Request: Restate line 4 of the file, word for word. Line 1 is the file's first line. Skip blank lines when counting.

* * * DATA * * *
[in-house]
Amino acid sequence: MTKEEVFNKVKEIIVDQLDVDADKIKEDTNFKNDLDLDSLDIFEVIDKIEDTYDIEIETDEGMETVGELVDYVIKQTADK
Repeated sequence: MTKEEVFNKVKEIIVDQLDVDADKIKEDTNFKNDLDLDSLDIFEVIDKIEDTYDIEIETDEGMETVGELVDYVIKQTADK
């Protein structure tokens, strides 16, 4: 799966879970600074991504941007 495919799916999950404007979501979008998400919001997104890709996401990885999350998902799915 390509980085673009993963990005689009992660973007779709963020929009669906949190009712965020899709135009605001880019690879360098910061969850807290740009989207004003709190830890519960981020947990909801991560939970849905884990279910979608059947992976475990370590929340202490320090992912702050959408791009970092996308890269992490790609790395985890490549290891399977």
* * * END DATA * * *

């Protein structure tokens, strides 16, 4: 799966879970600074991504941007 495919799916999950404007979501979008998400919001997104890709996401990885999350998902799915 390509980085673009993963990005689009992660973007779709963020929009669906949190009712965020899709135009605001880019690879360098910061969850807290740009989207004003709190830890519960981020947990909801991560939970849905884990279910979608059947992976475990370590929340202490320090992912702050959408791009970092996308890269992490790609790395985890490549290891399977």